Tag Archives: organization

Idiosyncratic sorting

Lest people get the wrong idea from yesterday’s discussion on mess, let me clarify.  I sort my fabric.  It is not heaped in any old way.

I have big bins sorted by color (eg. yellow, pales, blues, greens) and others that capture fabric types (eg. linen, upholstery, denim, gauze/nets/tulle) (actually a lot of my tulle and years-worth of collected onion-bag-netting live in a plastic, huge former pretzel jar).  I also maintain smaller boxes labeled by subject matter, such as:

** small geometrics;
** tropical prints (mostly palm leaf shapes, which I adore);
** creatures;
** farm (chickens, sunflowers, cheery ginghams);
** WIPs (currently I have a small suitcase for Global Warming fabrics; a basket for Ghost House);
** I Spy (prints with subjects suitable for children’s blankets – things like lighthouses, trains, frogs, maps, chopsticks).

To name a few.  Then there are drawers.  In March of 2010, my studio flooded with four inches of water and I used the ‘opportunity’ to buy six IKEA dressers, replacing saw horse supports with STORAGE, and also inserting a couple under the table where previously there had only been laundry bins.  Drawers are ALSO sorted, some by fabric type, others by how fabric was recently used, for example:

** Shirts — even though these could be sorted by color bin, I find it easiest to find them if they have their own drawer;
** Half-assembled little ‘sketch quilts’ along with landscape prints (you know, like the Capri pants with scenes of Paris?);
** Plaids and ticking;
** Felt scraps (actually there are TWO drawers of these and three large under-table bins)
** Silk scraps;
** Christmas fabrics (and two drawers of finished Christmas pillows);
** Christmas photo-transfers waiting for inclusion in a project;
** Sheers and gauze and PFD silk;
** Doll stuff.

To name a few.  And then there are the laundry bins.  Here’s where things can get a little out of control.  Laundry bins generally become catch-alls, in part because they are the links between upstairs/downstairs and stuff gets piled in.  I have a bin for batting (and a milk crate for batting scraps); another bin full of large pieces of upholstery fabric; another bin with recently-used or about-to-be-used teaching supplies.  But then there are at least four more that should be gone through.

Precious scraps generally live in clementine boxes, which I love because they can be stacked like Lincoln Logs, and transport easily for an upstairs sewing session.  I also spray painted the sides of some tray-like boxes from Costco, and labeled them.  What’s in these trays doesn’t necessarily correspond to their labels anymore, but they hold things like strips cut for string quilting or binding; pressed scraps; fabric with words printed on them.  I like ‘trays’ because they can be slid into the shelving above a fabric bin.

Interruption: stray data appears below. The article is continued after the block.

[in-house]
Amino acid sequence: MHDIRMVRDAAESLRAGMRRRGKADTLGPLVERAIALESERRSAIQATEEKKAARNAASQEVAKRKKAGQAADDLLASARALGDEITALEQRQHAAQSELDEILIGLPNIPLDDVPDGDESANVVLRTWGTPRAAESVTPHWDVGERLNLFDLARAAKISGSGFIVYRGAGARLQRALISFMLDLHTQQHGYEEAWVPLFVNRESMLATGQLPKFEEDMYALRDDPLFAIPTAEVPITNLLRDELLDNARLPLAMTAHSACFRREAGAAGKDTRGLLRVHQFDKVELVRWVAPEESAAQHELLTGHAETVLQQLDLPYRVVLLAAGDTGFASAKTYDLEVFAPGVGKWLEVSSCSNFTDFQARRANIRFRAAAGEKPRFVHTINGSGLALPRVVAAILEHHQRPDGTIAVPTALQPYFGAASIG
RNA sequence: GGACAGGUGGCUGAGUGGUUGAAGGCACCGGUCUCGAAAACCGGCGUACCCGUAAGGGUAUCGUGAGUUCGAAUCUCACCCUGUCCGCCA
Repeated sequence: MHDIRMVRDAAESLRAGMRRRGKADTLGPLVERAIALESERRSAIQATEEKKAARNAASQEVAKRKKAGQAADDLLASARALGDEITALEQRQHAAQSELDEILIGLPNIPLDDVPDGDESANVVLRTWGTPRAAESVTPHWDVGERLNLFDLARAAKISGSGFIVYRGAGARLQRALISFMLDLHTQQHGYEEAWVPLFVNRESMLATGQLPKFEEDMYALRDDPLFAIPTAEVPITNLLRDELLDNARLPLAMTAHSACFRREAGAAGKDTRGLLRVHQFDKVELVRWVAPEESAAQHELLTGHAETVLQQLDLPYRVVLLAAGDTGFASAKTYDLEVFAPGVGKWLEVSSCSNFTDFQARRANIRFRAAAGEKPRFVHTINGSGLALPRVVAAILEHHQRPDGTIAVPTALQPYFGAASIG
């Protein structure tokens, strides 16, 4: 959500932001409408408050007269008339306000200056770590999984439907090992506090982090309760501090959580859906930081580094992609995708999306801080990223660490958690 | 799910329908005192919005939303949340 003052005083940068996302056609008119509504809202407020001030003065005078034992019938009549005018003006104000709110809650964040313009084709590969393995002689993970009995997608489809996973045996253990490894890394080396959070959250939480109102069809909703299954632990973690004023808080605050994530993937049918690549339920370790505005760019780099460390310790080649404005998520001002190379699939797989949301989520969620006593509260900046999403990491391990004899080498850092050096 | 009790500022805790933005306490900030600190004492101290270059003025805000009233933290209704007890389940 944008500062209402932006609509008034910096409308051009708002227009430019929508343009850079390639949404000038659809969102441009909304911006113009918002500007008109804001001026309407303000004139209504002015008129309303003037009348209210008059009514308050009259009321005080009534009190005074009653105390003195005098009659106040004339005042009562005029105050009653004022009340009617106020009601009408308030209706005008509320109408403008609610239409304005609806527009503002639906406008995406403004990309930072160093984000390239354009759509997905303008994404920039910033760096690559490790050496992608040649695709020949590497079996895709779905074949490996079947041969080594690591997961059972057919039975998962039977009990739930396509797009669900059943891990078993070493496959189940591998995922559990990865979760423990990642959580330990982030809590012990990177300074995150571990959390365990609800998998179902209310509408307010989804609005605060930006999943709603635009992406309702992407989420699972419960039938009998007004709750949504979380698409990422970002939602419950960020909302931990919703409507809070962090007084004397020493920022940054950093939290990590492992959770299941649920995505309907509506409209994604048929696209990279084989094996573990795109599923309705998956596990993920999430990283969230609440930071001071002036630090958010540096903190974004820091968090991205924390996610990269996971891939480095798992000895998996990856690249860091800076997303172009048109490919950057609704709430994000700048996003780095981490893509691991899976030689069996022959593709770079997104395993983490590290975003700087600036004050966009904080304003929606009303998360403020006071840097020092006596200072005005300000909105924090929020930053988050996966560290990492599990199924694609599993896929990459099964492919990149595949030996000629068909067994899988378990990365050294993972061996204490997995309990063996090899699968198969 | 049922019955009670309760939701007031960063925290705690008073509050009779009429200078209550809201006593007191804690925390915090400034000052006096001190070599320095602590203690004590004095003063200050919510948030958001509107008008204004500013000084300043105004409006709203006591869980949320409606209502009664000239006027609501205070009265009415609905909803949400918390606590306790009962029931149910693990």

I just went to the cellar to take some pictures and I have to say – it is TIME to put some effort into sorting (again!).  Wow.

But here’s progress – I finally took the time (less than five minutes) to learn how to single space on wordpress between hard returns!!  Yes, progress.  (Part of why I wanted to make a few lists here).

Mess – various outlooks

Yesterday, writing about this quilt (which is evolving through various stages of  ‘mess’), I erroneously typed that as I worked on it, it was becoming ‘less of a quilt’ (when I meant ‘less of a mess’).  It makes me wonder, if it was becoming LESS of a quilt, what WOULD it be on its way to becoming?

I was surprised at how receptive the velvet was to my needle.  Because I find velvet to be completely unruly at the machine, this was a nice surprise.

This image (one quilt on my lap; the other a WIP on the coffee table) shows you how favored fabrics like to show up again and again.  Here I refer to the paisley-esque black, brown, burnt umber cotton from Indonesia.  I wonder how many quilts it is in, exactly.  It must be at least eight.

How many boxes (or piles or drawers or envelopes or bins) of ‘precious scraps’ do YOU have?

I honestly don’t want to know how many I have nestled, stacked and waiting downstairs!!  Just like I really don’t want to know EXACTLY how many hours go into creating any given quilt.